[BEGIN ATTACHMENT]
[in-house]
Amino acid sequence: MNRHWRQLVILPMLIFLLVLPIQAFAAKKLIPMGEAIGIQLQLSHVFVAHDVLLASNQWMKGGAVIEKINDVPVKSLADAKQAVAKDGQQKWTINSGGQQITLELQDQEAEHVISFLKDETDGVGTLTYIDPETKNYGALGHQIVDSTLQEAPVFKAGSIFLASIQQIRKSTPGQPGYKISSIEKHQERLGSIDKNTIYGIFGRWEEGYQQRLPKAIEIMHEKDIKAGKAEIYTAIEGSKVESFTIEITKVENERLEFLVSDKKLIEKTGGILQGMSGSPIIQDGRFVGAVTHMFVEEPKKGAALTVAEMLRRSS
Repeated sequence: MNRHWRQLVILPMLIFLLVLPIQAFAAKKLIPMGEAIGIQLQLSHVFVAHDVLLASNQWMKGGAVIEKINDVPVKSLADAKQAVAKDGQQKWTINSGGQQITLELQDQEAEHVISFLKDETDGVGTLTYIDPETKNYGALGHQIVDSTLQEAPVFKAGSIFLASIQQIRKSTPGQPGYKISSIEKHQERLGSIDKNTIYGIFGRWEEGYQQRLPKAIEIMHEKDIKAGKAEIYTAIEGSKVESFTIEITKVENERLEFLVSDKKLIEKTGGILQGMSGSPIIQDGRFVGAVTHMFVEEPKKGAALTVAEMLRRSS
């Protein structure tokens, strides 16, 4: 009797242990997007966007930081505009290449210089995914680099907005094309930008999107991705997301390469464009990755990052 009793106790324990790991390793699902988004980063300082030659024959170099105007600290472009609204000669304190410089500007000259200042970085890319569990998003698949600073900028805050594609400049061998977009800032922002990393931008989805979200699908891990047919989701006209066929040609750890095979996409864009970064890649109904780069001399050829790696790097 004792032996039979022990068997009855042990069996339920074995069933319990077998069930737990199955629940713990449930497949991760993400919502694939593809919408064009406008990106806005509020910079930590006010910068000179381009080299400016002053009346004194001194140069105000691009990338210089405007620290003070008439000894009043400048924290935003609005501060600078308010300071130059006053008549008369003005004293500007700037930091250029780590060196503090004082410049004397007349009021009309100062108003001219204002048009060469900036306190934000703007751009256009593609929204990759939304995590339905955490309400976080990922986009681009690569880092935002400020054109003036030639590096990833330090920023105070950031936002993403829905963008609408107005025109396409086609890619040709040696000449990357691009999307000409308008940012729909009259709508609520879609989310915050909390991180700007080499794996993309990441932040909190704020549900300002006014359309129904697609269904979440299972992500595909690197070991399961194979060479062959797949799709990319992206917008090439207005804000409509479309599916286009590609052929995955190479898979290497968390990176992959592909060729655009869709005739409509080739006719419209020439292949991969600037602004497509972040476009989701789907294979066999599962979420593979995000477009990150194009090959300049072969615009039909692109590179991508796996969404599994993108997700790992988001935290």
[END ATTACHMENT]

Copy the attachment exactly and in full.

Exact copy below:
[in-house]
Amino acid sequence: MNRHWRQLVILPMLIFLLVLPIQAFAAKKLIPMGEAIGIQLQLSHVFVAHDVLLASNQWMKGGAVIEKINDVPVKSLADAKQAVAKDGQQKWTINSGGQQITLELQDQEAEHVISFLKDETDGVGTLTYIDPETKNYGALGHQIVDSTLQEAPVFKAGSIFLASIQQIRKSTPGQPGYKISSIEKHQERLGSIDKNTIYGIFGRWEEGYQQRLPKAIEIMHEKDIKAGKAEIYTAIEGSKVESFTIEITKVENERLEFLVSDKKLIEKTGGILQGMSGSPIIQDGRFVGAVTHMFVEEPKKGAALTVAEMLRRSS
Repeated sequence: MNRHWRQLVILPMLIFLLVLPIQAFAAKKLIPMGEAIGIQLQLSHVFVAHDVLLASNQWMKGGAVIEKINDVPVKSLADAKQAVAKDGQQKWTINSGGQQITLELQDQEAEHVISFLKDETDGVGTLTYIDPETKNYGALGHQIVDSTLQEAPVFKAGSIFLASIQQIRKSTPGQPGYKISSIEKHQERLGSIDKNTIYGIFGRWEEGYQQRLPKAIEIMHEKDIKAGKAEIYTAIEGSKVESFTIEITKVENERLEFLVSDKKLIEKTGGILQGMSGSPIIQDGRFVGAVTHMFVEEPKKGAALTVAEMLRRSS
């Protein structure tokens, strides 16, 4: 009797242990997007966007930081505009290449210089995914680099907005094309930008999107991705997301390469464009990755990052 009793106790324990790991390793699902988004980063300082030659024959170099105007600290472009609204000669304190410089500007000259200042970085890319569990998003698949600073900028805050594609400049061998977009800032922002990393931008989805979200699908891990047919989701006209066929040609750890095979996409864009970064890649109904780069001399050829790696790097 004792032996039979022990068997009855042990069996339920074995069933319990077998069930737990199955629940713990449930497949991760993400919502694939593809919408064009406008990106806005509020910079930590006010910068000179381009080299400016002053009346004194001194140069105000691009990338210089405007620290003070008439000894009043400048924290935003609005501060600078308010300071130059006053008549008369003005004293500007700037930091250029780590060196503090004082410049004397007349009021009309100062108003001219204002048009060469900036306190934000703007751009256009593609929204990759939304995590339905955490309400976080990922986009681009690569880092935002400020054109003036030639590096990833330090920023105070950031936002993403829905963008609408107005025109396409086609890619040709040696000449990357691009999307000409308008940012729909009259709508609520879609989310915050909390991180700007080499794996993309990441932040909190704020549900300002006014359309129904697609269904979440299972992500595909690197070991399961194979060479062959797949799709990319992206917008090439207005804000409509479309599916286009590609052929995955190479898979290497968390990176992959592909060729655009869709005739409509080739006719419209020439292949991969600037602004497509972040476009989701789907294979066999599962979420593979995000477009990150194009090959300049072969615009039909692109590179991508796996969404599994993108997700790992988001935290």